BACKGROUND: SARS-CoV-2 Omicron variant evades immunity from past infection or vaccination and is associated with a greater risk of reinfection among recovered COVID-19 patients. We assessed the serum neutralizing antibody (NAb) activity against Omicron variant (Omicron NAb) among recovered COVID-19 patients with or without vaccination. METHODS: In this prospective cohort study with 135 recovered COVID-19 patients, we determined the serum NAb titers against ancestral virus or variants using a live virus NAb assay. We used the receiver operating characteristic analysis to determine the optimal cutoff for a commercially-available surrogate NAb assay. FINDINGS: Among recovered COVID-19 patients, the serum live virus geometric mean Omicron NAb titer was statistically significantly higher among BNT162b2 recipients compared to non-vaccinated individuals (85.4 vs 5.6,P < 0.0001). The Omicron seropositive rates in live virus NAb test (NAb titer ≥10) were statistically significantly higher among BNT162b2 (90.6% [29/32];P < 0.0001) or CoronaVac (36.7% [11/30]; P = 0.0115) recipients when compared with non-vaccinated individuals (12.3% [9/73]). Subgroup analysis of CoronaVac recipients showed that the Omicron seropositive rates were higher among individuals with two doses than those with one dose (85.7% vs 21.7%; P = 0.0045). For the surrogate NAb assay, a cutoff of 109.1 AU/ml, which is 7.3-fold higher than the manufacturer's recommended cutoff, could achieve a sensitivity and specificity of 89.5% and 89.8%, respectively, in detecting Omicron NAb. INTERPRETATION: Among individuals with prior COVID-19, one dose of BNT162b2 or two doses of CoronaVac could induce detectable serum Omicron NAb. Our result would be particularly important for guiding vaccine policies in countries with COVID-19 vaccine shortage. FUNDING: Health and Medical Research Fund, Richard and Carol Yu, Michael Tong (see acknowledgments for full list).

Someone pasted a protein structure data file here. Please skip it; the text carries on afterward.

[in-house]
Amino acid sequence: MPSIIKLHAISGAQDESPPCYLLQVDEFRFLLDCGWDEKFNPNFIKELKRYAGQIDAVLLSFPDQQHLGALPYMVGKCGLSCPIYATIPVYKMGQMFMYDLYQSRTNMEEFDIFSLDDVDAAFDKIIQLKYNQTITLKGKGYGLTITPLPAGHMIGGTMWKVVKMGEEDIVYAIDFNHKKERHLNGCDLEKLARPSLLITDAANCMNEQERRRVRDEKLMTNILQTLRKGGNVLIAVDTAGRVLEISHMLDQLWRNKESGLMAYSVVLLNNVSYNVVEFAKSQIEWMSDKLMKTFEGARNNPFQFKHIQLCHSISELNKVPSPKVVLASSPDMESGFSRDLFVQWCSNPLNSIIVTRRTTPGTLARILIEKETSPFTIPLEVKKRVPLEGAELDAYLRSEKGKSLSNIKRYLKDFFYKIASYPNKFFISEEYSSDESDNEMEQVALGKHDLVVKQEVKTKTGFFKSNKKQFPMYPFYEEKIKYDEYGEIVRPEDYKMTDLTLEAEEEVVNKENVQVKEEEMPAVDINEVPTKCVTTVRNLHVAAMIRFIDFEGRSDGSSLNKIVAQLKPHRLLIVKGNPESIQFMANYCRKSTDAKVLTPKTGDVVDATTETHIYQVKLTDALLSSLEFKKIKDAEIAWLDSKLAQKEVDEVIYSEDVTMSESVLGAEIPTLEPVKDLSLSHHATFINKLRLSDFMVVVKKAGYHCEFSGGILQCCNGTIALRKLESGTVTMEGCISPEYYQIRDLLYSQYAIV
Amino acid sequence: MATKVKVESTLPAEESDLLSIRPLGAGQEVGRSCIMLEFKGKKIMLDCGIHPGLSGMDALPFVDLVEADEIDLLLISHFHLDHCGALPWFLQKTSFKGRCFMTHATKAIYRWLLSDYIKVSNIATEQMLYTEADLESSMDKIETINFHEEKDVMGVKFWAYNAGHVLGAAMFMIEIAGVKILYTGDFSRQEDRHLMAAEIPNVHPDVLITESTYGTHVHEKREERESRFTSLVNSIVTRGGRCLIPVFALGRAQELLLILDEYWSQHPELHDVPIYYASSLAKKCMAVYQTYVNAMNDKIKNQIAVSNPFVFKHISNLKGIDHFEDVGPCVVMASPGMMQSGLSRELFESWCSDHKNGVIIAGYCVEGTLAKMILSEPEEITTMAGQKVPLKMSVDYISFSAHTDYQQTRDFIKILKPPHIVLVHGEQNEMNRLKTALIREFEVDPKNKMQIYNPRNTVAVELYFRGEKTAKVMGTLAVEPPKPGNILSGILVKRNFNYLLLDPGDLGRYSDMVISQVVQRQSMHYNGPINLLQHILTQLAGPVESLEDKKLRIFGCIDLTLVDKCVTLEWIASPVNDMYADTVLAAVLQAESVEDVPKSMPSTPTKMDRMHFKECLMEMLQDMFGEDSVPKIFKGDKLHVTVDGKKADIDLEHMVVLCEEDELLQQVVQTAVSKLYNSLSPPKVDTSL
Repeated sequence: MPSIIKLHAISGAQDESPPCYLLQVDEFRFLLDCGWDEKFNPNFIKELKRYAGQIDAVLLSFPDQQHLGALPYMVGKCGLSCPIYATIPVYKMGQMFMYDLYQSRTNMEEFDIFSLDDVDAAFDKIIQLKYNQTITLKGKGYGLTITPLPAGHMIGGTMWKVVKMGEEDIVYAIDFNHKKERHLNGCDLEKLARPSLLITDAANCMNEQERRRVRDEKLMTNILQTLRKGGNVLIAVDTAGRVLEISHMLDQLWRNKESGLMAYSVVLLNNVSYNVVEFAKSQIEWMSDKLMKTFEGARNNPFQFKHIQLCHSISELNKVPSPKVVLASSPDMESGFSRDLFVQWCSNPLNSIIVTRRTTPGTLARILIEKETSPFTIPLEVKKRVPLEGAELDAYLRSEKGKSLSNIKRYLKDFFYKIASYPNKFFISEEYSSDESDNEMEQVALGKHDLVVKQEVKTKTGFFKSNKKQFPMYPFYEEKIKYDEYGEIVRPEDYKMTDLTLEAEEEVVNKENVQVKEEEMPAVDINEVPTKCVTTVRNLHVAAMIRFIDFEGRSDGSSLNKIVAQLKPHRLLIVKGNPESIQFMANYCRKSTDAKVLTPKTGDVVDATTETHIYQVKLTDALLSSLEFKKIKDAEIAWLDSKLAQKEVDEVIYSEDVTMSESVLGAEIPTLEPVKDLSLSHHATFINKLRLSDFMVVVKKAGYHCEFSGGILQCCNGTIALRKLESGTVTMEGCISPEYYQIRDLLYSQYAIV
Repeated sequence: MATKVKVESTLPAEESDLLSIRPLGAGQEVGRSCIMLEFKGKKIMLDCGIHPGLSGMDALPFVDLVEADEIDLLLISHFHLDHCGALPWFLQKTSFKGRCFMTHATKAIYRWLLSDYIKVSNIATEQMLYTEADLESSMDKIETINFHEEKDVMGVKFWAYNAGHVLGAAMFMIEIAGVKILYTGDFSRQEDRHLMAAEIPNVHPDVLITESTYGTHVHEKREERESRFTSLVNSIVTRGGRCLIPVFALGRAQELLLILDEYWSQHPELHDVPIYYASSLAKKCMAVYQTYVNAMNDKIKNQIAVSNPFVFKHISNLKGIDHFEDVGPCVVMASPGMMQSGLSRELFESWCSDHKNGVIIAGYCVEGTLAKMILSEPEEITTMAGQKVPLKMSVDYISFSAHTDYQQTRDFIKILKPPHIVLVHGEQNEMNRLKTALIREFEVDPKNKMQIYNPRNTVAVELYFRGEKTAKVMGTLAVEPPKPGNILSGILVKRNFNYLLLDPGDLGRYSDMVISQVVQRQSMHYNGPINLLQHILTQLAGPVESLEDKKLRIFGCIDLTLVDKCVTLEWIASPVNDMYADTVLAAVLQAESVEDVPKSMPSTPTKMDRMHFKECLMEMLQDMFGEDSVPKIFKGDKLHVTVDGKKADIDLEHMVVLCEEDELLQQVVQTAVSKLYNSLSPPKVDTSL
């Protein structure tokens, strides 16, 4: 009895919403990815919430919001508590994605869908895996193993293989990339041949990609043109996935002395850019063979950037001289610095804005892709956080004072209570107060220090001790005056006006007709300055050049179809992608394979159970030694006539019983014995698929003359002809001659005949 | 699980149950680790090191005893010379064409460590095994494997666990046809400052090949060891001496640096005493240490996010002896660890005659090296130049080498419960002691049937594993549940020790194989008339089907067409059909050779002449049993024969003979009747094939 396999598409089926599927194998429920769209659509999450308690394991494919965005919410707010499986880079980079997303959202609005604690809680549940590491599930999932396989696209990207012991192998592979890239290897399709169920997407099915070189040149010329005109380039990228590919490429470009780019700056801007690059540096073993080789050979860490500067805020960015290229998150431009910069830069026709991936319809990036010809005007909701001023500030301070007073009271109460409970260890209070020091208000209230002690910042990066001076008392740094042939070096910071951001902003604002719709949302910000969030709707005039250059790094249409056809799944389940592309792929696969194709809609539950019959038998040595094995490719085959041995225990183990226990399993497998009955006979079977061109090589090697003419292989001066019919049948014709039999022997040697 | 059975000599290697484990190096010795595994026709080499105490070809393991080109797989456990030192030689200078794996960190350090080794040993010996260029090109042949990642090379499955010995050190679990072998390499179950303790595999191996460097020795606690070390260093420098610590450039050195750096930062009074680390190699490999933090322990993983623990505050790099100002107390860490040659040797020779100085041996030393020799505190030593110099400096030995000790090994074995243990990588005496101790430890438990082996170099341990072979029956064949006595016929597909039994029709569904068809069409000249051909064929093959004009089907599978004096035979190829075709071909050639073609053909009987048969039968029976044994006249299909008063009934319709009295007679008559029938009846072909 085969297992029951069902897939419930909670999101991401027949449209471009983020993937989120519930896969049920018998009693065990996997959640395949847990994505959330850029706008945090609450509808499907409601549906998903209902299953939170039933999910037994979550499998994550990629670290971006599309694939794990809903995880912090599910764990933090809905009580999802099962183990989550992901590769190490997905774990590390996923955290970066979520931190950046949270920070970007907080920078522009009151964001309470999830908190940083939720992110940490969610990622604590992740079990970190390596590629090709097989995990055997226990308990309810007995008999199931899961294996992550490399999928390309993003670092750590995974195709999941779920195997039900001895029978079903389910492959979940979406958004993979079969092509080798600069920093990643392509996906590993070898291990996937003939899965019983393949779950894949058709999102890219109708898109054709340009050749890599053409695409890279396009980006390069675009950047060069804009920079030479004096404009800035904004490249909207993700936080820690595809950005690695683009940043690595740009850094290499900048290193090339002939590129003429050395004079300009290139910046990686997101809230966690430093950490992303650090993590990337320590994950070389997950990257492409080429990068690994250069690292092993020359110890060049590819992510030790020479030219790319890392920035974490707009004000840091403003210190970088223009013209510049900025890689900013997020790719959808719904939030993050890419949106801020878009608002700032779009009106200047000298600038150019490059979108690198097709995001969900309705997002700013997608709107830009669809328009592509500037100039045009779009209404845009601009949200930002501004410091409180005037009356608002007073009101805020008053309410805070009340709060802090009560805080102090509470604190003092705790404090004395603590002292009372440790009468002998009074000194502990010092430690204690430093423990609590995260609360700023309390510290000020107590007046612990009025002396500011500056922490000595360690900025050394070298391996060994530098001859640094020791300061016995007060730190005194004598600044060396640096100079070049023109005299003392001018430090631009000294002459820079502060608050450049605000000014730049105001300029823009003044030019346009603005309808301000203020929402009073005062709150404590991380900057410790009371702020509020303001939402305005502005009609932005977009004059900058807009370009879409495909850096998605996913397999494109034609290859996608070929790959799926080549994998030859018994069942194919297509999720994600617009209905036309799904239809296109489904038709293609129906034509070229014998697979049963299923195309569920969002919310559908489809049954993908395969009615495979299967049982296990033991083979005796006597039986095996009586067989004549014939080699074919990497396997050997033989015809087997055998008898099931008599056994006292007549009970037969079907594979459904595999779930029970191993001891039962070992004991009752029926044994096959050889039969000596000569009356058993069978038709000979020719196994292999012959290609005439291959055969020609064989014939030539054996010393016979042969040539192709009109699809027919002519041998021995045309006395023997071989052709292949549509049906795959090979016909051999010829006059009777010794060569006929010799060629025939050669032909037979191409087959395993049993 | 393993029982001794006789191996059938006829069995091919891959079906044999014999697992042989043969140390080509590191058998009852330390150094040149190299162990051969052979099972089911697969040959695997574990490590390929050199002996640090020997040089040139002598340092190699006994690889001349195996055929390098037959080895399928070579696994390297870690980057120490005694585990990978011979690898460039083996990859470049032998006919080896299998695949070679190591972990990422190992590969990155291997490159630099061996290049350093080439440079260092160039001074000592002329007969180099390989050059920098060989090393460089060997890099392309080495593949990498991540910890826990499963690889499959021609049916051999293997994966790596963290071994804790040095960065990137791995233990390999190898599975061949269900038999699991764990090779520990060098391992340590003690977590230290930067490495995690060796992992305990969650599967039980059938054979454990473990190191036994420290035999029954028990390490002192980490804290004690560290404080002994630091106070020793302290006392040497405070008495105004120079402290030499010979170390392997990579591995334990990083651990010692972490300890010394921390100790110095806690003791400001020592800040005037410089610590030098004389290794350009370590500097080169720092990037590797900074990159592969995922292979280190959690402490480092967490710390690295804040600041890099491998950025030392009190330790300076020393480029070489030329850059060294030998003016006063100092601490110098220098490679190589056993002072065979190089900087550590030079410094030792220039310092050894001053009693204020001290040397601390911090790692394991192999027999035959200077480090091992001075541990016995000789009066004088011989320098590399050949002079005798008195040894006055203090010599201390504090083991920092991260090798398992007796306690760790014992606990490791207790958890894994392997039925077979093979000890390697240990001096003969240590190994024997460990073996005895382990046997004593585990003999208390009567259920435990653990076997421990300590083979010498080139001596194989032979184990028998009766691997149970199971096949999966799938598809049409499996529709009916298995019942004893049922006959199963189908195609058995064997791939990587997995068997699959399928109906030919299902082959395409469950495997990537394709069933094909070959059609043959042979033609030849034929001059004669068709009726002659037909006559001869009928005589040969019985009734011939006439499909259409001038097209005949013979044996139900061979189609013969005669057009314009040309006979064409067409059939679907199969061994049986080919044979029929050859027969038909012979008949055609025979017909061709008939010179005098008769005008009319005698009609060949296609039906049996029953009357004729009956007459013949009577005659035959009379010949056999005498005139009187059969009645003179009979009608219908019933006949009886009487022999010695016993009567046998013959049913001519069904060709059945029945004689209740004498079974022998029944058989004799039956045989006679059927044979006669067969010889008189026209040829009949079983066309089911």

Subject(s)
COVID-19 Vaccines , COVID-19 , Antibodies, Blocking , Antibodies, Neutralizing , Antibodies, Viral , BNT162 Vaccine , COVID-19/prevention & control , Humans , Prospective Studies , SARS-CoV-2
3.
SSRN;